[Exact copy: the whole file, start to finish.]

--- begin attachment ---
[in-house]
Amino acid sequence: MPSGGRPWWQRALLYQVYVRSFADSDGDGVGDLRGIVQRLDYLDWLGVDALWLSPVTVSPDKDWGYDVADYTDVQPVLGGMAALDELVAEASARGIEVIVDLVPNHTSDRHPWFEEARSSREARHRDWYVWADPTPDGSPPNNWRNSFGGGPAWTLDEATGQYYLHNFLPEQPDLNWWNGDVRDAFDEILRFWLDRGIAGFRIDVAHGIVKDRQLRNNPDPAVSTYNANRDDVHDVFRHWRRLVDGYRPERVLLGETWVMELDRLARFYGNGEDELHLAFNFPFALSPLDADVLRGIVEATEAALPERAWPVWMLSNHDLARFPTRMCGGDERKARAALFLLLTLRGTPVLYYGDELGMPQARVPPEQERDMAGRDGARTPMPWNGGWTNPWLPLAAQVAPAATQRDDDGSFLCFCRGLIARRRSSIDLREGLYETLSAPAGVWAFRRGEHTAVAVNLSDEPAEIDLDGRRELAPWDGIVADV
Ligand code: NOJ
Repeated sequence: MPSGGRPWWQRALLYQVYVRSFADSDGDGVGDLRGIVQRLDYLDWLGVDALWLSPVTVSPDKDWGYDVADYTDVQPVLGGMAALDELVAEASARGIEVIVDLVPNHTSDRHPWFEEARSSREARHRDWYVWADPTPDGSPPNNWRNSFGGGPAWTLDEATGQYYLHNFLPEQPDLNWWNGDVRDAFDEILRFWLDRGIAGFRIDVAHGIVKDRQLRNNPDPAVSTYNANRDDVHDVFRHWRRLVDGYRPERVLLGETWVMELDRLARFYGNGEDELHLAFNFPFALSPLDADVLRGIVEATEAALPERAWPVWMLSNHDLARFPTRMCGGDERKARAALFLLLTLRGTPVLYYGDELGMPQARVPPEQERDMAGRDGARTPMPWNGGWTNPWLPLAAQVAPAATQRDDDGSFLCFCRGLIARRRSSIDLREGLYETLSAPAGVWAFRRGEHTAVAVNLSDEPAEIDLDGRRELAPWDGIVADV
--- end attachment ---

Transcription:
[in-house]
Amino acid sequence: MPSGGRPWWQRALLYQVYVRSFADSDGDGVGDLRGIVQRLDYLDWLGVDALWLSPVTVSPDKDWGYDVADYTDVQPVLGGMAALDELVAEASARGIEVIVDLVPNHTSDRHPWFEEARSSREARHRDWYVWADPTPDGSPPNNWRNSFGGGPAWTLDEATGQYYLHNFLPEQPDLNWWNGDVRDAFDEILRFWLDRGIAGFRIDVAHGIVKDRQLRNNPDPAVSTYNANRDDVHDVFRHWRRLVDGYRPERVLLGETWVMELDRLARFYGNGEDELHLAFNFPFALSPLDADVLRGIVEATEAALPERAWPVWMLSNHDLARFPTRMCGGDERKARAALFLLLTLRGTPVLYYGDELGMPQARVPPEQERDMAGRDGARTPMPWNGGWTNPWLPLAAQVAPAATQRDDDGSFLCFCRGLIARRRSSIDLREGLYETLSAPAGVWAFRRGEHTAVAVNLSDEPAEIDLDGRRELAPWDGIVADV
Ligand code: NOJ
Repeated sequence: MPSGGRPWWQRALLYQVYVRSFADSDGDGVGDLRGIVQRLDYLDWLGVDALWLSPVTVSPDKDWGYDVADYTDVQPVLGGMAALDELVAEASARGIEVIVDLVPNHTSDRHPWFEEARSSREARHRDWYVWADPTPDGSPPNNWRNSFGGGPAWTLDEATGQYYLHNFLPEQPDLNWWNGDVRDAFDEILRFWLDRGIAGFRIDVAHGIVKDRQLRNNPDPAVSTYNANRDDVHDVFRHWRRLVDGYRPERVLLGETWVMELDRLARFYGNGEDELHLAFNFPFALSPLDADVLRGIVEATEAALPERAWPVWMLSNHDLARFPTRMCGGDERKARAALFLLLTLRGTPVLYYGDELGMPQARVPPEQERDMAGRDGARTPMPWNGGWTNPWLPLAAQVAPAATQRDDDGSFLCFCRGLIARRRSSIDLREGLYETLSAPAGVWAFRRGEHTAVAVNLSDEPAEIDLDGRRELAPWDGIVADV